Minnesota Democrat Tim Walz, leading an effort to force a U.S. House vote on extending the Bush-era tax cuts on the first $250,000 of income, called on House Speaker John Boehner Friday to keep negotiating with President Obama.
“We still have to find a solution,” Walz said. “I refuse to believe we cannot do it.”
Walz was one of only two Minnesotans in Congress to talk publicly Friday about Boehner’s failed attempt to vote on so-called “Plan B” legislation.
The other one was Democrat Keith Ellison, who issued a statement saying, “Instead of Plan A—a bipartisan agreement with the President—Speaker Boehner tried to bring a Tea Party wish list to the floor last night known as ‘Plan B.’”
Walz and Ellison, however, represent two different sides of the Democratic coin. Walz said Democrats will have to consider reforms to federal health and retirement plans as part of a larger deal on new taxes and spending cuts. Ellison, co-chair of the Congressional Progressive Caucus, has ruled out voting for any benefit cuts.
Walz, however, said Republicans have not shown much willingness to negotiate, no matter how much centrist Democrats are willing to bend. “It’s become obvious it doesn’t matter what we said,” Walz told Minnesota reporters Friday. “I could have proposed a trillion-to-one on revenue to cuts, and they still would have rejected it. This is ideological rigidness.”
Meanwhile, Minnesota Republicans in Congress stayed mum on the Plan B debacle, which has raised questions about Boehner’s speakership. But departing one-term Rep. Chip Cravaack said early Thursday he was prepared to vote against the Plan B proposal unless it was paired with significant cuts on the spending side.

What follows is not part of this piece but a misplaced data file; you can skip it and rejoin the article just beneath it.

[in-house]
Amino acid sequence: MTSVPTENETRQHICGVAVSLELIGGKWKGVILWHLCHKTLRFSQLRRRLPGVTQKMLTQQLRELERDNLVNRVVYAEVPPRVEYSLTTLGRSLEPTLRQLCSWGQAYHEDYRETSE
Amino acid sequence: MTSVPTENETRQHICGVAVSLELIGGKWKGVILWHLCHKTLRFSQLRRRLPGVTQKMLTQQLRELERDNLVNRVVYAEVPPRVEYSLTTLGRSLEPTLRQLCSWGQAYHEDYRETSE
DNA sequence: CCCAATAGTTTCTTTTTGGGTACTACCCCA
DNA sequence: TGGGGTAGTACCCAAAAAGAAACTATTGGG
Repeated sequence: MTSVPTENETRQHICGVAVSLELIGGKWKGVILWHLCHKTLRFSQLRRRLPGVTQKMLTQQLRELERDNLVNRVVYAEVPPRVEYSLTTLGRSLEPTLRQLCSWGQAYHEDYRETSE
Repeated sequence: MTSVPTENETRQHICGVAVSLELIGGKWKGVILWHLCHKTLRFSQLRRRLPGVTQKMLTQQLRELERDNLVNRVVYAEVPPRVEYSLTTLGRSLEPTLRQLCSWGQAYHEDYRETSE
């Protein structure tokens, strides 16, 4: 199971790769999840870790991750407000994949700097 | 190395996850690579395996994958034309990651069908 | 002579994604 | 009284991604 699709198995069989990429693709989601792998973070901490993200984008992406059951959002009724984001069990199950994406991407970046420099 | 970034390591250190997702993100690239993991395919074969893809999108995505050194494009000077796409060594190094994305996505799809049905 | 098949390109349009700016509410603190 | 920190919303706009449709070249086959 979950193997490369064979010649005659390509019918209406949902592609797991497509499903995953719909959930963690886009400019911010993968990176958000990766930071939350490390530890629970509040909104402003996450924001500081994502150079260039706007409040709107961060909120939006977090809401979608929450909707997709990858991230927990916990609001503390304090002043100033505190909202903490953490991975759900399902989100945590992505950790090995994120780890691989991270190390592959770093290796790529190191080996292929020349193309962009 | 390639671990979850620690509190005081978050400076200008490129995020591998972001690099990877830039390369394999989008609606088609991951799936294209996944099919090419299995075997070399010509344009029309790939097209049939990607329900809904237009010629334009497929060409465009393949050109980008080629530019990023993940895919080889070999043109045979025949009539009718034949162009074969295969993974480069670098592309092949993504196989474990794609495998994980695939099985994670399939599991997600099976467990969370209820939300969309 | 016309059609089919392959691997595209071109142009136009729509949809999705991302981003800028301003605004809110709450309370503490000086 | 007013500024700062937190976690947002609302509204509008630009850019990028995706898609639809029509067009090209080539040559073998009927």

Alas, the Plan B vote was cancelled for lack of support from Republicans.
More from Star Tribune
More From Hot Dish Politics
As President Trump's firing of FBI Director James Comey continues to rock the Capitol, Sen. Amy Klobuchar anticipates the Senate Judiciary Committee will play an important role in the aftermath.
Rep. Erik Paulsen called for an independent investigation into Russia's interference in the presidential election following President Trump's firing of FBI Director James Comey, going further than many GOP lawmakers in the aftermath of a move that has roiled the Capitol over the last day.
The attack ads are already starting against House Republicans who approved the controversial healthcare overhaul last week.
Reps. Erik Paulsen, Jason Lewis and Tom Emmer were among 217 House Republicans who voted to repeal and replace the Affordable Care Act on Thursday.
The tobacco industry spent at least $486,000 trying to influence Minnesota politics and government in 2016 and the first part of 2017.